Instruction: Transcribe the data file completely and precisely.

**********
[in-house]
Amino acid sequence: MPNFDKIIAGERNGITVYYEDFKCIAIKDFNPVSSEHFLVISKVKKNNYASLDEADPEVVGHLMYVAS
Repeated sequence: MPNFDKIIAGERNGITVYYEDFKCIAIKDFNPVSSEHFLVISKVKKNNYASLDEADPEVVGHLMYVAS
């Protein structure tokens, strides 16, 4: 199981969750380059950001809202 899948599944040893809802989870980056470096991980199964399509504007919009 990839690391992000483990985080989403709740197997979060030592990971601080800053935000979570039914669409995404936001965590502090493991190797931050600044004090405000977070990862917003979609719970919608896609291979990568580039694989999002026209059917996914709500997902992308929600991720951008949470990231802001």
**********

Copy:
[in-house]
Amino acid sequence: MPNFDKIIAGERNGITVYYEDFKCIAIKDFNPVSSEHFLVISKVKKNNYASLDEADPEVVGHLMYVAS
Repeated sequence: MPNFDKIIAGERNGITVYYEDFKCIAIKDFNPVSSEHFLVISKVKKNNYASLDEADPEVVGHLMYVAS
């Protein structure tokens, strides 16, 4: 199981969750380059950001809202 899948599944040893809802989870980056470096991980199964399509504007919009 990839690391992000483990985080989403709740197997979060030592990971601080800053935000979570039914669409995404936001965590502090493991190797931050600044004090405000977070990862917003979609719970919608896609291979990568580039694989999002026209059917996914709500997902992308929600991720951008949470990231802001």